“They will forget most of what we made them think but they will always remember what we made them feel”

Last week my school had a ‘celebration INSET day’ to reflect on our rapid rise from Special Measures to Outstanding and the key part of the whole day, (even counting the bounteous barbecue and fruity punch!) was the inspirational talk by Sir John Jones. A three times head teacher and genuine educational enthusiast, Sir John reduced many of our teachers to an embarrassing state of happy tears. I’ve titled this post, ‘They will forget most of what we made them think but they will always remember what we made them feel,” and quote from the talk. I will remember the pride and awe that I felt to be a part of this wonderful profession, but I also hope to remember some of the nuggets of wisdom Sir John Jones left us. Here are some of the lessons I interpreted from the talk:

APPRECIATE THIS AMAZING POSITION WE ARE IN TO CREATE CHANGE

So many of the Educational blogs I read and discussions I have had with teachers over the years dwell on the downfalls of being a teacher today. He commented on the stress and work we wade through and the manic ‘teacher walk’ we develop just to be able to fit in a hasty toilet break at lunchtime. Teaching IS difficult. But it is also very rewarding and worthwhile. Sir John told the story of a man who had attended one of his talks where the audience were encouraged to track down a teacher that had changed their lives and thank them. The man searched for this teacher for 6 months before getting his contact details and reluctantly emailing him, saying that he knew the teacher wouldn’t remember him, but he wanted to thank him for inspiring him as a young person. He received an email back saying that of course he remembered him. A few days passed, and the man received a second email, this time from the teacher’s wife showing her appreciation for making the last few days of her husband’s life filled with happy memories of his time teaching and changing lives. We are in an amazing position as teachers.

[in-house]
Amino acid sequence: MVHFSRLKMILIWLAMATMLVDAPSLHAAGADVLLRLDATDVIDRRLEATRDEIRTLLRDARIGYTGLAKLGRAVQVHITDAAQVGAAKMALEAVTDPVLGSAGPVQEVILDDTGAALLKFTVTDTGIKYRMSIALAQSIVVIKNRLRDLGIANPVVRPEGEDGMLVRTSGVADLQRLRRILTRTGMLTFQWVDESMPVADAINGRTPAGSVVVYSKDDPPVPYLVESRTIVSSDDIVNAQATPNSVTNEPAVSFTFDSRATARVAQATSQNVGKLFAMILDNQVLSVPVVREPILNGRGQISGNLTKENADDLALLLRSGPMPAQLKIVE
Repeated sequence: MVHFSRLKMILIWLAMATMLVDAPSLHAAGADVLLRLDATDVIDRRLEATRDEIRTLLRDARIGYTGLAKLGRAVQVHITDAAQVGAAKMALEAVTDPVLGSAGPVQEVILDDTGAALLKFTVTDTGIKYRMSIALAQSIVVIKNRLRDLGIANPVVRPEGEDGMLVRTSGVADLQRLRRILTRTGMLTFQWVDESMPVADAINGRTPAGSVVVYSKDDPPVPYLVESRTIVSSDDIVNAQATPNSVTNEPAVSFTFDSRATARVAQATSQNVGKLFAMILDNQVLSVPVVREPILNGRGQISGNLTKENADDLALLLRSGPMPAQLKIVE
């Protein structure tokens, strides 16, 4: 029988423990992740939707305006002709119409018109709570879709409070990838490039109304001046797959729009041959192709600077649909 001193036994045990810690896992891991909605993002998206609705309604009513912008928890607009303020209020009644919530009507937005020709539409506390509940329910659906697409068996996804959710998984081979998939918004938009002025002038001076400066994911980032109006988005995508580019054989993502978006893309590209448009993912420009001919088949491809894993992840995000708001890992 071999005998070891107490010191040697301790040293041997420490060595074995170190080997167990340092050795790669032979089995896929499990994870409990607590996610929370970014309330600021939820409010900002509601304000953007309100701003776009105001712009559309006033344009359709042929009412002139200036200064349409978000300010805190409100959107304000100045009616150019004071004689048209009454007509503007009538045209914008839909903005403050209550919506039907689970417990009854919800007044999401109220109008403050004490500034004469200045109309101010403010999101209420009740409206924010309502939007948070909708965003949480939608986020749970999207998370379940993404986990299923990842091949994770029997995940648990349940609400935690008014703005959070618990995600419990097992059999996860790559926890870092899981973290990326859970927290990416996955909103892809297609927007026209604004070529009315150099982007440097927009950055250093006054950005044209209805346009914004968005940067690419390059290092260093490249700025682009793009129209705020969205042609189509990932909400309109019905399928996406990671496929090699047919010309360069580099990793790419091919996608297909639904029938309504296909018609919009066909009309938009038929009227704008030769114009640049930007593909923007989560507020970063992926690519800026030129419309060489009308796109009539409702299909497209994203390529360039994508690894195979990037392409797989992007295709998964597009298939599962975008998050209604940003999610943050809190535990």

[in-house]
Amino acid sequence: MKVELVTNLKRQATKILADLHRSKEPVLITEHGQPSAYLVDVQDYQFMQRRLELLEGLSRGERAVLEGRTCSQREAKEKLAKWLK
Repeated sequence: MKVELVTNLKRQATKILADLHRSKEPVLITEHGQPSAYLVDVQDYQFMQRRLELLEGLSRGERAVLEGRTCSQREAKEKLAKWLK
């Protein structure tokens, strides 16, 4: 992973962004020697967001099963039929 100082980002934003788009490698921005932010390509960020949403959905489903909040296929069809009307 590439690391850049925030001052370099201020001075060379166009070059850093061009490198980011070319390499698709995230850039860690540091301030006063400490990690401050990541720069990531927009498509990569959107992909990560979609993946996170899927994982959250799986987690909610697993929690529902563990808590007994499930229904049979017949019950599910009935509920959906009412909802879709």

YOU ARE THE BEST IN THE WORLD AT YOUR JOB: SO YOU KNOW YOU CAN’T KEEP DOING WHAT YOU’RE DOING

This was a quote from a conference at a cutting edge organisation where the staff were at the top of their game. The audience’s reaction to this statement showed that they were the best: they nodded in agreement. I hope that I never feel that I have ‘cracked it’. There is always a better way to do what I am doing.

BE A DOUBLE-LOOP LEARNER

loop

The idea is that we complete an action  and get results. When the results aren’t what we were hoping for, we often are tempted to go back to the action (in this diagram this is labelled as goals, values and strategies), then repeat the action again. This is when we try a but harder with what we were already doing and hope that we’ll get a different result. Sir John described this as ‘the definition of insanity’! He said the really courageous way to make changes is the go back to our underlying assumptions and rethink the problem from the beginning.

I’m hoping that I will remember both what Sir John Jones made me realise again about my role as an educator, as well as how he made me feel about this privileged professional.

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